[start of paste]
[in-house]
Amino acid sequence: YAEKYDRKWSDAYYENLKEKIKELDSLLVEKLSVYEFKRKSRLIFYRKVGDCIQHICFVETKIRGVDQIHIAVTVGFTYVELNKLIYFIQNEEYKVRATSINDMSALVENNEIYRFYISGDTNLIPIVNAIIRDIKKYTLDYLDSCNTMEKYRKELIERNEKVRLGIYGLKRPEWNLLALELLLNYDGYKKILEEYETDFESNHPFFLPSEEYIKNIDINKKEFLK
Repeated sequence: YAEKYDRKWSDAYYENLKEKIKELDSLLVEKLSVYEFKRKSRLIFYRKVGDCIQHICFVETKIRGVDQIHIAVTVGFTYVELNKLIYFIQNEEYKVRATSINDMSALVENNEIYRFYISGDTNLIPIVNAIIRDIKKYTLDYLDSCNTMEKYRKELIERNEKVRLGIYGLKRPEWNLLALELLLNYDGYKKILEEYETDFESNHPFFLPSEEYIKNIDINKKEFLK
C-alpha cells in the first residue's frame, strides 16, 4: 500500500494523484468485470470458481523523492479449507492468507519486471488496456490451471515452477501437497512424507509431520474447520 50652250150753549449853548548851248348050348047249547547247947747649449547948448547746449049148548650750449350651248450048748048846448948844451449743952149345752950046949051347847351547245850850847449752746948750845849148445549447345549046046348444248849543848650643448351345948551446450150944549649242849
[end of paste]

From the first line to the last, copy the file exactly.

[in-house]
Amino acid sequence: YAEKYDRKWSDAYYENLKEKIKELDSLLVEKLSVYEFKRKSRLIFYRKVGDCIQHICFVETKIRGVDQIHIAVTVGFTYVELNKLIYFIQNEEYKVRATSINDMSALVENNEIYRFYISGDTNLIPIVNAIIRDIKKYTLDYLDSCNTMEKYRKELIERNEKVRLGIYGLKRPEWNLLALELLLNYDGYKKILEEYETDFESNHPFFLPSEEYIKNIDINKKEFLK
Repeated sequence: YAEKYDRKWSDAYYENLKEKIKELDSLLVEKLSVYEFKRKSRLIFYRKVGDCIQHICFVETKIRGVDQIHIAVTVGFTYVELNKLIYFIQNEEYKVRATSINDMSALVENNEIYRFYISGDTNLIPIVNAIIRDIKKYTLDYLDSCNTMEKYRKELIERNEKVRLGIYGLKRPEWNLLALELLLNYDGYKKILEEYETDFESNHPFFLPSEEYIKNIDINKKEFLK
C-alpha cells in the first residue's frame, strides 16, 4: 500500500494523484468485470470458481523523492479449507492468507519486471488496456490451471515452477501437497512424507509431520474447520 50652250150753549449853548548851248348050348047249547547247947747649449547948448547746449049148548650750449350651248450048748048846448948844451449743952149345752950046949051347847351547245850850847449752746948750845849148445549447345549046046348444248849543848650643448351345948551446450150944549649242849